Nov. 2 (Bloomberg) -- Baxter International Inc.’s Feiba drug reduced joint and other bleeding by 62 percent for patients with a severe form of hemophilia, a study showed, offering a possible new treatment for people with few options.
The company-funded trial measured the medicine’s effect on 26 patients, finding the number of times bleeding over six months of taking the therapy as a preventative measure fell to an average of five, compared with 13 times for a group that took the therapy on an in-demand basis, the researchers said in the New England Journal of Medicine today.
Hemophilia, an inherited disorder that prevents blood from clotting properly, affects 20,000 men in the U.S., according to the Centers for Disease Control and Prevention. About 10 to 15 percent of hemophiliacs develop antibodies, called inhibitors, the CDC says, which prevent the common treatment of injecting a clotting factor concentrate from working. The study tested patients ages 2 to 62 with this resistance.
“Effective strategies to prevent bleeding in such patients have not yet been established,” the study’s authors wrote. Baxter’s therapy showed “significantly decreased overall bleeding” and “was associated with few adverse effects.”
Without clotting proteins to stop bleeding, hemophiliacs risk blindness, joint disease and death. Existing products for treating the majority of patients -- those who lack factor 8 -- include Bayer AG’s Kogenate, Baxter’s Advate and Pfizer Inc.’s Xyntha.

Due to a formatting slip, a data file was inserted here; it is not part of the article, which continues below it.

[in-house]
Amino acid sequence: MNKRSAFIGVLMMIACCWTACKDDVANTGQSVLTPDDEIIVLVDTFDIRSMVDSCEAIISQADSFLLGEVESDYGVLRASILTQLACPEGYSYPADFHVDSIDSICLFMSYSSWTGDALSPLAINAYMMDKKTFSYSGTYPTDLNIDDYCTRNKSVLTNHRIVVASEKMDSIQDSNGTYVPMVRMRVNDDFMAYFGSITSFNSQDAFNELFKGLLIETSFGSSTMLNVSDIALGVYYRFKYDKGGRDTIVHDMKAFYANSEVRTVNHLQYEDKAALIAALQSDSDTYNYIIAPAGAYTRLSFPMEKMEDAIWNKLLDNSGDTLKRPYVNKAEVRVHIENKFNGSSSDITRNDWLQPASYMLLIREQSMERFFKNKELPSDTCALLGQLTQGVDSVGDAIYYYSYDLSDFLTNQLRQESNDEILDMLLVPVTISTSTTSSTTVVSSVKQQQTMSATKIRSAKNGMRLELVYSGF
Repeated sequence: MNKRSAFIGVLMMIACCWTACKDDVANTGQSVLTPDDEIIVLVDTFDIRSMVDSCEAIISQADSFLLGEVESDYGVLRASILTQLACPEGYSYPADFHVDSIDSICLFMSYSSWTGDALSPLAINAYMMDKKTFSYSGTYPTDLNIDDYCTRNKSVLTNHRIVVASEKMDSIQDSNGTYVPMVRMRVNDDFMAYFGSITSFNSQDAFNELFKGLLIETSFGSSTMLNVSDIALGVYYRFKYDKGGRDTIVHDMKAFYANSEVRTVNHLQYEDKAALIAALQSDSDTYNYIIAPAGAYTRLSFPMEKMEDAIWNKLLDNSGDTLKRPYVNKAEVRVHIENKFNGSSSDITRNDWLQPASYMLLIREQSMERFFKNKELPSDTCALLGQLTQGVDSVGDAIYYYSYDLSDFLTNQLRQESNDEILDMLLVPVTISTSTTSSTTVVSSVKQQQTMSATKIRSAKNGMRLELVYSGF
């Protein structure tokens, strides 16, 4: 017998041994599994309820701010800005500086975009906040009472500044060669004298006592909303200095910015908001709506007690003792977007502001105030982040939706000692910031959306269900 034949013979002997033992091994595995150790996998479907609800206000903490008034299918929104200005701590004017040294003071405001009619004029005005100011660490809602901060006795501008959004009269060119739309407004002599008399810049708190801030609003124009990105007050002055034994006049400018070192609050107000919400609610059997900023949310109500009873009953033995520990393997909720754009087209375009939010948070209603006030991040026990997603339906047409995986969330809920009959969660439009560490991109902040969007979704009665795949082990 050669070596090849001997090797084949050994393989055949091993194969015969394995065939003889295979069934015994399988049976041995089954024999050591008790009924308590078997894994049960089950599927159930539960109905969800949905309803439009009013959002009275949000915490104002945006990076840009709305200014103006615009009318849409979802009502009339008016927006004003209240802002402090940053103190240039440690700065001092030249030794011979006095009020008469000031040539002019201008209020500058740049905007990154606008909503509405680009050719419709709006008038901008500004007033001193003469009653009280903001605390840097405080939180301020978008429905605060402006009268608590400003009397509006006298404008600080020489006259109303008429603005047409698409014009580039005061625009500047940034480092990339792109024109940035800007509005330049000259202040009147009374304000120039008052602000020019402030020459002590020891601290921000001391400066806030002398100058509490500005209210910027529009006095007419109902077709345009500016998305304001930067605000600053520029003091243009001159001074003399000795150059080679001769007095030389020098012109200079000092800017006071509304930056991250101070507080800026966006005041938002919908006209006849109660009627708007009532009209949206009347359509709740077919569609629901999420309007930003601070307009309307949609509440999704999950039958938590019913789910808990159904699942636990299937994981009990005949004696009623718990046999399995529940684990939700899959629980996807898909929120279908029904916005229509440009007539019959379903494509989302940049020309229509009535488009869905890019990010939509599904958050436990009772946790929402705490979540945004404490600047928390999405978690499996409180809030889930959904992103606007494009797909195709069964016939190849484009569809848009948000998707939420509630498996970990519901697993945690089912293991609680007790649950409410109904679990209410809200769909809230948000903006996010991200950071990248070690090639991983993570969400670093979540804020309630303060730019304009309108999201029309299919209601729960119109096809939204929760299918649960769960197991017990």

Two so-called bypass agents are available for patients with inhibitors, including Baxter’s Feiba and Novo Nordisk A/S’s NovoSeven, said Cindy Leissinger, professor of medicine at Tulane University in New Orleans and lead author of the study. Researchers chose to use Feiba in the study because it seems to have a longer effect in the body than NovoSeven.
“We were looking for a drug that we could give three times a week, as opposed to maybe every day, which would be a bit harder on patients,” Leissinger said in a telephone interview. “We felt that Feiba might have that ability.”
Baxter’s sales of plasma proteins, which include Feiba, rose 9.6 percent to $1.04 billion in the first nine months of the year. Sales of NovoSeven in the period rose 3 percent to 6.22 million Danish kroner ($1.15 million).
Baxter, based in Deerfield, Illinois, rose 1.9 percent to $54.57 at 4 p.m. New York time. The stock has risen 7.8 percent this year.
“The single greatest remaining challenge in the management of hemophilia is the development of inhibitors, often occurring in young patients, that can lead to more difficult to control and sometimes life-threatening bleeding,” said Bruce Ewenstein, Baxter’s vice president of clinical affairs, in a statement. The study “is particularly encouraging given that there are limited treatment options available for these patients.”
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